I am in Oakland, CA. Everything is overrun with "dressage" people... insert air quotes and a lot of scarcasm.... :-) Any leads on Paint/Western trainers in the area would be great.



  15. #15
    Join Date
    Sep. 28, 2005
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    TN
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    Welcome to the colorful world of paint horses! No two horses look alike While I'm not terribly familiar with California, the three CA trainers that come to mine are Julie Black (Bakersfield), Karen Qualls (Chino Hills) and Julie Thompson-Martell (Granite Bay). I don't know if Julie has a website, but the other two do.

    If you google California Paint Horse, Central California Paint Horse, Southern California Paint Horse Club, Nothern California Paint Horse--those are all regional clubs within CA.

    I'll also send you a private message if I can figure it out with another bit of info.


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  16. #16
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    Jan. 7, 2008
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    USA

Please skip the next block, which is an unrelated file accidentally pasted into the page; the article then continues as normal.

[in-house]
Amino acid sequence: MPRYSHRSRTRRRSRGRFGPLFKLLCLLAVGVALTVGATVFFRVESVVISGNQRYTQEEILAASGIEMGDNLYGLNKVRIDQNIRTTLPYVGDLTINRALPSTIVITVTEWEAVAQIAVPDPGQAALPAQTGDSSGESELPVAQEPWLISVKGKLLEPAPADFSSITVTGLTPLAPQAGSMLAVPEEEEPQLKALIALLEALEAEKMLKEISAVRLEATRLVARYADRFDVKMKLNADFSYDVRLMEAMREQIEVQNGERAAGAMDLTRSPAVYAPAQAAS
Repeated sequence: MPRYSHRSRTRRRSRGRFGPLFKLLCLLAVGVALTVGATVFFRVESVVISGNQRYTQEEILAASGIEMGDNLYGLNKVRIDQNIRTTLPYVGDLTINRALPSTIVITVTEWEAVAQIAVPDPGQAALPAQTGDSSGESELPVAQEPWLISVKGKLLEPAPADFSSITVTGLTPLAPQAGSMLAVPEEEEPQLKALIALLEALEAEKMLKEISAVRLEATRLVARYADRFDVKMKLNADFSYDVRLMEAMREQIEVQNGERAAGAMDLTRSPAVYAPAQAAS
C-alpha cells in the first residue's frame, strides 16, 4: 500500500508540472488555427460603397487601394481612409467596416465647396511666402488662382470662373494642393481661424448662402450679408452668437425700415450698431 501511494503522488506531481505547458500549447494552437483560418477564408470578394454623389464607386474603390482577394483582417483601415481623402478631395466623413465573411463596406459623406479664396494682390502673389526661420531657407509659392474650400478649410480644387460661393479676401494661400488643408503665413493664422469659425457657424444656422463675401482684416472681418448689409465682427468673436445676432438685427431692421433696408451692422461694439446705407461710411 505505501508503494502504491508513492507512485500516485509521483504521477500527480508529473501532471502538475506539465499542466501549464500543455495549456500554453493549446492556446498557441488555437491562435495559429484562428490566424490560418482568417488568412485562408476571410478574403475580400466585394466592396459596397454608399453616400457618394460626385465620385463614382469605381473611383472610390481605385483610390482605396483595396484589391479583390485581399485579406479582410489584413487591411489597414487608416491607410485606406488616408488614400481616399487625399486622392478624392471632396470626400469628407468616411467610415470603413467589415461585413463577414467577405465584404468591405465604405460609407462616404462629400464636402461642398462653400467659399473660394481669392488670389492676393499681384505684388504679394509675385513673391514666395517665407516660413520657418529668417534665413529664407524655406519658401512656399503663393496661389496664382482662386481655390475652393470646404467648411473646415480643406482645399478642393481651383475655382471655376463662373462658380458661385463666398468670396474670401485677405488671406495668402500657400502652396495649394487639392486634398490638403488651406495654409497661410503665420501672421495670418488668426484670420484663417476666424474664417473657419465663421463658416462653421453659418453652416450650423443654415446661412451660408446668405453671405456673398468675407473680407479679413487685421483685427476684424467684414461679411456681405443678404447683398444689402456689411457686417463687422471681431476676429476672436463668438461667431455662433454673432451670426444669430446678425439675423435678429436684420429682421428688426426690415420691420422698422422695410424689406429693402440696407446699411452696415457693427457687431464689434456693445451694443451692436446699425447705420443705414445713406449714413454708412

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    Congratulations on your new horse! I really like how you've thought things out and want to give you and your horse the time to get to know each other without others interfering. You'll know when it's time for a lesson or if you need further help but in the meantime your game plan seems like the perfect start for a long time relationship with your horse. I like to take it slow with our horses and sometimes it can take a year with the TB's off the track but it's worth the wait to really get to know them. Best of luck and enjoy that new beautiful horse of yours!


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  17. #17
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    Oct. 5, 1999
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    I'm not a big fan of training rides - it feels like having mom do your homework. You seem quite capable and unless you run into some big trouble, or unless you have a goal of qualifying for Worlds or something, there is no reason to ever have a trainer get on the horse. You'll ride better and feel more confident years from now. You learn from your mistakes, and Lord knows I'm not afraid of making them! Congrats and have fun!